|8x10 print, Flowerfield House, Portstewart, bathed in lovely winter light. HP5+/ID-11 on Kentmere|
But as usual, I digress. The point I was trying to make is that Coleraine had quite a number of large manor houses at the turn of the 20th Century. Over the years most have been knocked down - not to be replaced by anything remotely architecturally or historically interesting, of course. No, in place we have County Hall (a 60s-something high rise government building), a Tesco supermarket (enough said) and other minor box-like public buildings put up in the 1960s. Flowerfield remains one of the very few Big Houses left still standing.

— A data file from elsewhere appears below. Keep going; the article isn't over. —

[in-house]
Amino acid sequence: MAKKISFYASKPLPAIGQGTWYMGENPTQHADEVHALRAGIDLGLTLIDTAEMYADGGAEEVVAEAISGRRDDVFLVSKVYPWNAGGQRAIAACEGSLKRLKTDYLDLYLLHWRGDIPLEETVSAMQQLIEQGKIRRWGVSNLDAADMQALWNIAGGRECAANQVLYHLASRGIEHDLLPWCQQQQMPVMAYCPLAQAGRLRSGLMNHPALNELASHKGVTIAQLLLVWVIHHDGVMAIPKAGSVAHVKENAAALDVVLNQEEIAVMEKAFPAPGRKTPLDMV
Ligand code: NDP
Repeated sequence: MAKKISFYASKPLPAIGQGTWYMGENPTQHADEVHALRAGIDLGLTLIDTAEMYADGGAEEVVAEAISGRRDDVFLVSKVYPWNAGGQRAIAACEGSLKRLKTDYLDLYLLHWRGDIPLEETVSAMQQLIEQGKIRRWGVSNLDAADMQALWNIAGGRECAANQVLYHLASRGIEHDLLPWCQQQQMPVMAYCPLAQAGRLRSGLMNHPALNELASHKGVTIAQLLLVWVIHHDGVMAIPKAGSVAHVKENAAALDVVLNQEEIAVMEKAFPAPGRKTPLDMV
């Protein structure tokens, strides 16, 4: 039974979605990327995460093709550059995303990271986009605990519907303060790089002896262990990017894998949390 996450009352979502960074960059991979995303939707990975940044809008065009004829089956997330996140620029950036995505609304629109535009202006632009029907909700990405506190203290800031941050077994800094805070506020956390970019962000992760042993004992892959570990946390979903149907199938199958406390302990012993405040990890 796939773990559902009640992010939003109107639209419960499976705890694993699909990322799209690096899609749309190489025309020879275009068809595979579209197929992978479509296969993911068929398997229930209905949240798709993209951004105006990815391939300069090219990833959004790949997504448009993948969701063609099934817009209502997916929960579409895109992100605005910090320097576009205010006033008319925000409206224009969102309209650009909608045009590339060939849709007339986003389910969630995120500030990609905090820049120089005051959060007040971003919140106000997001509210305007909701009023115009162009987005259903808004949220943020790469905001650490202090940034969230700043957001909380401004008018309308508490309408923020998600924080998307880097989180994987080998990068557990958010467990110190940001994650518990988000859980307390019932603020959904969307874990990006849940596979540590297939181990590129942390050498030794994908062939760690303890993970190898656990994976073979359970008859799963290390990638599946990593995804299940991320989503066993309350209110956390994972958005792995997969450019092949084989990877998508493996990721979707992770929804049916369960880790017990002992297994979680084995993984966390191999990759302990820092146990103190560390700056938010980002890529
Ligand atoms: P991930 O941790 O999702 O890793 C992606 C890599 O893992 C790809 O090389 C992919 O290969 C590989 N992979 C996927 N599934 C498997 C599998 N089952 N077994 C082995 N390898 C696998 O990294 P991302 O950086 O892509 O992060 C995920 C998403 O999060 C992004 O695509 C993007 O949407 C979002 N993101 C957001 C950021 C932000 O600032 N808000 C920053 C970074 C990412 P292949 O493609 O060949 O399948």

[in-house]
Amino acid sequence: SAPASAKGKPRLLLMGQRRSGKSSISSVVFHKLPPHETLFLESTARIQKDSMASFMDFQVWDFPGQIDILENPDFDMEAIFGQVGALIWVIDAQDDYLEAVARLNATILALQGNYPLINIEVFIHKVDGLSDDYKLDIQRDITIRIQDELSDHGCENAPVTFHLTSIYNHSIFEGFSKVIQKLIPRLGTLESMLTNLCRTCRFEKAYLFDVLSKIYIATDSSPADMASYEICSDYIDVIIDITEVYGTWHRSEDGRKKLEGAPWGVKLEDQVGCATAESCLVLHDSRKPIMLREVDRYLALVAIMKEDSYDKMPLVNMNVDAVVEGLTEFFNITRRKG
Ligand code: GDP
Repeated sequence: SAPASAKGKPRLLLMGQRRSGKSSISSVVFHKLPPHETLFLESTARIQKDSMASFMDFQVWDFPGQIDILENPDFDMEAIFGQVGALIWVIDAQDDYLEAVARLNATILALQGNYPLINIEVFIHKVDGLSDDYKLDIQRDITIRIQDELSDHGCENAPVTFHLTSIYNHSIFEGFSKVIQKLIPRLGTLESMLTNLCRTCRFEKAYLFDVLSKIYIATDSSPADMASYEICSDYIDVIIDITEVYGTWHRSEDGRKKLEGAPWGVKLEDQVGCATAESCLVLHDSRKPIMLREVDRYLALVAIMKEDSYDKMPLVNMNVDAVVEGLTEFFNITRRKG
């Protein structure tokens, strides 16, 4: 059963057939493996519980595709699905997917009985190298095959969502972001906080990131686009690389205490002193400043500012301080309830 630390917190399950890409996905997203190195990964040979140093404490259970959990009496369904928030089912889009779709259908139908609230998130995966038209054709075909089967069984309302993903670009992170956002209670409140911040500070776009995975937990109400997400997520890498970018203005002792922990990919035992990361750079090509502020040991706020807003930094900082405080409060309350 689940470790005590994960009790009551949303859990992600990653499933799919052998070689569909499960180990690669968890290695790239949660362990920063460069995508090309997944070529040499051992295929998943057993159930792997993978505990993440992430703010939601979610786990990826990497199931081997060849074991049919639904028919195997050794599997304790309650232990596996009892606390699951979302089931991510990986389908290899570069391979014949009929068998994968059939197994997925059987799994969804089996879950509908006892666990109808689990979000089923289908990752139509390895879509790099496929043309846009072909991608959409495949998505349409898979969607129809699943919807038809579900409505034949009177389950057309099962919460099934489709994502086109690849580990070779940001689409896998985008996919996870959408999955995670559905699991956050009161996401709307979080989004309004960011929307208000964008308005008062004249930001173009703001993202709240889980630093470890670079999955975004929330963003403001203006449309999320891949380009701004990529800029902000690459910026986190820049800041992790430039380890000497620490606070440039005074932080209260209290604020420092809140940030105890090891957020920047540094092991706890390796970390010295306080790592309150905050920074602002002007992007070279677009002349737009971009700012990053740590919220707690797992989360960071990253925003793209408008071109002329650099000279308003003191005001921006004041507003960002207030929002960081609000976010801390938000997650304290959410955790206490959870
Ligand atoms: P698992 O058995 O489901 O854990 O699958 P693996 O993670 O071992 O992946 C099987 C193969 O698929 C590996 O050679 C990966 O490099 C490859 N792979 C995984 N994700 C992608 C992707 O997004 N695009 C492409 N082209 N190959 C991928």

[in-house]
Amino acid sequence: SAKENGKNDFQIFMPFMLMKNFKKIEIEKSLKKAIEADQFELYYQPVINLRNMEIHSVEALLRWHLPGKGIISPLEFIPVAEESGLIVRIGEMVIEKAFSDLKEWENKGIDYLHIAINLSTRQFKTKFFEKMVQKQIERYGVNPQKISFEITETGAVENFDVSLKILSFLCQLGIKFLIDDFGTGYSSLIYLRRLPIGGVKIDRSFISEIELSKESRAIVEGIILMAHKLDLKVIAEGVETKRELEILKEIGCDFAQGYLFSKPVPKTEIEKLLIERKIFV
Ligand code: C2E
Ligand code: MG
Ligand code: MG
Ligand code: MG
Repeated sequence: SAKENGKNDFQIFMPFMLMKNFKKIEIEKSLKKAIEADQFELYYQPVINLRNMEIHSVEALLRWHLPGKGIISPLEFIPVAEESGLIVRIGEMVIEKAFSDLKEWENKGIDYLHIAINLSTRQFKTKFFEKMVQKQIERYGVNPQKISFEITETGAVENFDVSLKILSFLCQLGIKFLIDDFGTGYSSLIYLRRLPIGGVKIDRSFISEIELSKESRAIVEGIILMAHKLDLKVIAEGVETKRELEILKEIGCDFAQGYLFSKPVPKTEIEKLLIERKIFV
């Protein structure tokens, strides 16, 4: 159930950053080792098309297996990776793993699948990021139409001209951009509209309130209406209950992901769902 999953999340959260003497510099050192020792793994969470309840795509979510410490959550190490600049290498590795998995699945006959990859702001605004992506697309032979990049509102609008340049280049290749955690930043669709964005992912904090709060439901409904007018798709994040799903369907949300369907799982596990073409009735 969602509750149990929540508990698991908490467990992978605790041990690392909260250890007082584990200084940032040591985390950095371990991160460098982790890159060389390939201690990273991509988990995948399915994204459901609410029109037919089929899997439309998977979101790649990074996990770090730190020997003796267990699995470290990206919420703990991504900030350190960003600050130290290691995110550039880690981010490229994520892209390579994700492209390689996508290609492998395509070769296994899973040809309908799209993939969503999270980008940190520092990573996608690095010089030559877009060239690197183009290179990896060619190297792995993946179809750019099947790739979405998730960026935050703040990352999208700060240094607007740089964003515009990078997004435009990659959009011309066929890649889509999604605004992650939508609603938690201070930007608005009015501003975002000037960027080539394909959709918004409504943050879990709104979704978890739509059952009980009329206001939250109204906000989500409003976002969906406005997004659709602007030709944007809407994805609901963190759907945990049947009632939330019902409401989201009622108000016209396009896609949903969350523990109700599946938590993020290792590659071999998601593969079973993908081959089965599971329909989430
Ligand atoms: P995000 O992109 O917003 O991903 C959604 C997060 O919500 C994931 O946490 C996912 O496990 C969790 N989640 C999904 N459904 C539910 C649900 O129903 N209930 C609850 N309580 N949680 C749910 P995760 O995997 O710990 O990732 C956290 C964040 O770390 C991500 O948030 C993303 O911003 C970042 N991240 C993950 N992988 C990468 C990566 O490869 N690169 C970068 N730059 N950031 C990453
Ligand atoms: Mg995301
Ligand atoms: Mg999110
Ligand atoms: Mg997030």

The history of Flowefield is almost a history of this part of Ireland - the original house was built in 1710 by the Kerr family from Scotland, who arrived during the Plantation of Ulster. It was then owned by the O'Hara family, who are synonymous with Portstewart, having built the Gothic Castle by the sea which is now Dominican College, an 11-18 Grammar School. By 1971 though, Flowerfield was vacant and in disrepair when the Council, to their credit, stepped in and purchased it. It was actually the first Arts Centre to be opened in Northern Ireland, in 1980. That was just before I left The Liberties to study in England and I can recall going to at least one meeting of the 'Coleraine Camera Club' in Flowerfield. Funny that - here I am nearly 40 years later still wandering around the place with a camera. For me at least, things have turned full circle now that I am back living in the area in which I grew up.